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A meta-argument that Arrival is actually about other, worse movies

Photo: Paramount

For some—like us or, say, the Academy Awards—Denis Villeneuve’s sci-fi mind-bender Arrival was one of the best films of 2016. For others, it was two hours of waiting for the aliens to please do something. Regardless, it’s bound to be the subject of many, many college theses. The latest to chime in with their take on the movie is The Nerdwriter, who sees in Villeneuve’s craft more than a mere film. Rather, as The Nerdwriter so eloquently lays out, Arrival is as much about the language of film as it is human communication.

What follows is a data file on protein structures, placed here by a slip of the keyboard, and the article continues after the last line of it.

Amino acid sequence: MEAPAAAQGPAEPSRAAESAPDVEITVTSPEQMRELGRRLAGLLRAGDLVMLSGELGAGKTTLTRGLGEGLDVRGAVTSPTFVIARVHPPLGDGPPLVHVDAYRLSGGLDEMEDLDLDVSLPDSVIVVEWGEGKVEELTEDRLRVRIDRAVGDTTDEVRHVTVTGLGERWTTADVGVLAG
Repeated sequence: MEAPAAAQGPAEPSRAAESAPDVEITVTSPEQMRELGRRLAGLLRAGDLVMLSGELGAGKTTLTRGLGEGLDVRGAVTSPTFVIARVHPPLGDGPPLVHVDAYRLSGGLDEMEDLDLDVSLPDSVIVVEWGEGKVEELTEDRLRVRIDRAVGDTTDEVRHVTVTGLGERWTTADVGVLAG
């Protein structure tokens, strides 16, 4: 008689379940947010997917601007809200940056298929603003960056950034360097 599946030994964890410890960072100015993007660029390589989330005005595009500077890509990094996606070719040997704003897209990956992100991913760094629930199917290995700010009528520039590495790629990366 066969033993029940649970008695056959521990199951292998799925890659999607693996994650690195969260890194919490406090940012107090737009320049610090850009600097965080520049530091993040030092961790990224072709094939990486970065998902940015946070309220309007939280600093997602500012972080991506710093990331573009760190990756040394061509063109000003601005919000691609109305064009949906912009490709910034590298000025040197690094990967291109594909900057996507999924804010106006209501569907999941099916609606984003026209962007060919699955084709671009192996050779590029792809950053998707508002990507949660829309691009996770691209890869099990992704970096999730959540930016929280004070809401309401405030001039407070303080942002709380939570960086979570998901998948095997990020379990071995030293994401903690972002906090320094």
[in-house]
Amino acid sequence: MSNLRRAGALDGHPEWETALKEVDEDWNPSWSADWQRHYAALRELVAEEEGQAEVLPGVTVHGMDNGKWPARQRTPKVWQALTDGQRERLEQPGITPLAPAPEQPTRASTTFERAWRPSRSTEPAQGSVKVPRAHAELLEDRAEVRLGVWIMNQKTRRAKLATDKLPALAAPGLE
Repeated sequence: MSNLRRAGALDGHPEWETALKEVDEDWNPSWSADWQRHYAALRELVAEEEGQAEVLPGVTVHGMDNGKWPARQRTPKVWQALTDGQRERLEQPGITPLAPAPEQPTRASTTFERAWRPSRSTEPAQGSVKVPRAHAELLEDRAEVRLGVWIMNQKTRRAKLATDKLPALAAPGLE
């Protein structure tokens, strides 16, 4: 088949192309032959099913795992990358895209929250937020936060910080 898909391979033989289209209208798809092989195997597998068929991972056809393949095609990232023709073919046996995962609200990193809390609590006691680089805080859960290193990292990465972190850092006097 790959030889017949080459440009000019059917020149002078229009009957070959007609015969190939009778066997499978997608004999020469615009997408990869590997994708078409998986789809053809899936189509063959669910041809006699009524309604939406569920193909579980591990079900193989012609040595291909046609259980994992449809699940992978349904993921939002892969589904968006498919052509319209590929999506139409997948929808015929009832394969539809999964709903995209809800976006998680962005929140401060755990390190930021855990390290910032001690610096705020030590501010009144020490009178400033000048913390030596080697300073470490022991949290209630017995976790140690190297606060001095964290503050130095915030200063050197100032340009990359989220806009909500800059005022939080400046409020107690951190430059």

“He has a firm grasp on craft,” The Nerdwriter says of Villeneuve. “I can’t really tell you how soothing this is for me as a filmgoer, to feel that I’m in the hands of someone who knows why the film is constructed the way it is.”


By juxtaposing various scenes and interweaving film theory and quotes from filmmakers like Alfred Hitchcock and Andrei Tarkovsky, The Nerdwriter makes a case for why Arrival’s cinematic construction resounds as “an active exploration into what makes a movie great.” In this sense, it’s “a response to bad movies,” as “everything they do wrong, Arrival does right.”

It’s heady stuff, but should be helpful for anyone who can’t quite discern the film’s appeal. And hey, if you still don’t get it, there’s always Independence Day.

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